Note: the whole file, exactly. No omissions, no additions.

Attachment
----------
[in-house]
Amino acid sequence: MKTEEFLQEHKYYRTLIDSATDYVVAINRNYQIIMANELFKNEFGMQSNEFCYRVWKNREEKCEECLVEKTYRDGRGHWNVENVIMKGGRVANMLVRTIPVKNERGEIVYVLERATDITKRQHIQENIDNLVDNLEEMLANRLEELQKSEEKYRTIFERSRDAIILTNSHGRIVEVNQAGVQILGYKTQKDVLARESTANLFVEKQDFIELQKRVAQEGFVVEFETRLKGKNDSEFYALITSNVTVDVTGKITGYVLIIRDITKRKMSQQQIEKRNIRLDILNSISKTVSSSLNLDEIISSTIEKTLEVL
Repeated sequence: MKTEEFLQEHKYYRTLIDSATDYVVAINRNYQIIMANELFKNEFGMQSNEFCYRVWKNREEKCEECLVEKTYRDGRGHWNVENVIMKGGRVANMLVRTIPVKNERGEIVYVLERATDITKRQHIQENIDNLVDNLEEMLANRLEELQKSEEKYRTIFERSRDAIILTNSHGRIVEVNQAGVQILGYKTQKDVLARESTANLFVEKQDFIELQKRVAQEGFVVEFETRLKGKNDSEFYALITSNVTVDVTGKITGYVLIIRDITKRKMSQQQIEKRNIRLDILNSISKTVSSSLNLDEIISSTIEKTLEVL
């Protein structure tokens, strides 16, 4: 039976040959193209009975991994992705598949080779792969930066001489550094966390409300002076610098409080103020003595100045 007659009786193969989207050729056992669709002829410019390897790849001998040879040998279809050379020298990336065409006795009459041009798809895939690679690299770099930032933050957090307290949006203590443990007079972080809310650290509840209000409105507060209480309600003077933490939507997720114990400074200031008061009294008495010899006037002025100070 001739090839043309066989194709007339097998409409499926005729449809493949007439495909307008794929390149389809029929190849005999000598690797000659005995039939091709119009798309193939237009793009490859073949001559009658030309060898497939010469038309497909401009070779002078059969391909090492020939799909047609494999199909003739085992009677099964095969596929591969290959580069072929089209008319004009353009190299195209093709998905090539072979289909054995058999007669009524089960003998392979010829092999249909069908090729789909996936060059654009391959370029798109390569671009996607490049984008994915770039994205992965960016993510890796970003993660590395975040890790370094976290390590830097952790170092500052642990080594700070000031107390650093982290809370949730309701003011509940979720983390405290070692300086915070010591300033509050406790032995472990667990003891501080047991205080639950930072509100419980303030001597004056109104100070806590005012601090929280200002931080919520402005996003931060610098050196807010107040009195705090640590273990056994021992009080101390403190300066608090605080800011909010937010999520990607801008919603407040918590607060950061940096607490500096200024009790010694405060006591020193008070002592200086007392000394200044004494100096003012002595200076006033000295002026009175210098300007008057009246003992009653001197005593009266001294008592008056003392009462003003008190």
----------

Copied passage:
[in-house]
Amino acid sequence: MKTEEFLQEHKYYRTLIDSATDYVVAINRNYQIIMANELFKNEFGMQSNEFCYRVWKNREEKCEECLVEKTYRDGRGHWNVENVIMKGGRVANMLVRTIPVKNERGEIVYVLERATDITKRQHIQENIDNLVDNLEEMLANRLEELQKSEEKYRTIFERSRDAIILTNSHGRIVEVNQAGVQILGYKTQKDVLARESTANLFVEKQDFIELQKRVAQEGFVVEFETRLKGKNDSEFYALITSNVTVDVTGKITGYVLIIRDITKRKMSQQQIEKRNIRLDILNSISKTVSSSLNLDEIISSTIEKTLEVL
Repeated sequence: MKTEEFLQEHKYYRTLIDSATDYVVAINRNYQIIMANELFKNEFGMQSNEFCYRVWKNREEKCEECLVEKTYRDGRGHWNVENVIMKGGRVANMLVRTIPVKNERGEIVYVLERATDITKRQHIQENIDNLVDNLEEMLANRLEELQKSEEKYRTIFERSRDAIILTNSHGRIVEVNQAGVQILGYKTQKDVLARESTANLFVEKQDFIELQKRVAQEGFVVEFETRLKGKNDSEFYALITSNVTVDVTGKITGYVLIIRDITKRKMSQQQIEKRNIRLDILNSISKTVSSSLNLDEIISSTIEKTLEVL
């Protein structure tokens, strides 16, 4: 039976040959193209009975991994992705598949080779792969930066001489550094966390409300002076610098409080103020003595100045 007659009786193969989207050729056992669709002829410019390897790849001998040879040998279809050379020298990336065409006795009459041009798809895939690679690299770099930032933050957090307290949006203590443990007079972080809310650290509840209000409105507060209480309600003077933490939507997720114990400074200031008061009294008495010899006037002025100070 001739090839043309066989194709007339097998409409499926005729449809493949007439495909307008794929390149389809029929190849005999000598690797000659005995039939091709119009798309193939237009793009490859073949001559009658030309060898497939010469038309497909401009070779002078059969391909090492020939799909047609494999199909003739085992009677099964095969596929591969290959580069072929089209008319004009353009190299195209093709998905090539072979289909054995058999007669009524089960003998392979010829092999249909069908090729789909996936060059654009391959370029798109390569671009996607490049984008994915770039994205992965960016993510890796970003993660590395975040890790370094976290390590830097952790170092500052642990080594700070000031107390650093982290809370949730309701003011509940979720983390405290070692300086915070010591300033509050406790032995472990667990003891501080047991205080639950930072509100419980303030001597004056109104100070806590005012601090929280200002931080919520402005996003931060610098050196807010107040009195705090640590273990056994021992009080101390403190300066608090605080800011909010937010999520990607801008919603407040918590607060950061940096607490500096200024009790010694405060006591020193008070002592200086007392000394200044004494100096003012002595200076006033000295002026009175210098300007008057009246003992009653001197005593009266001294008592008056003392009462003003008190």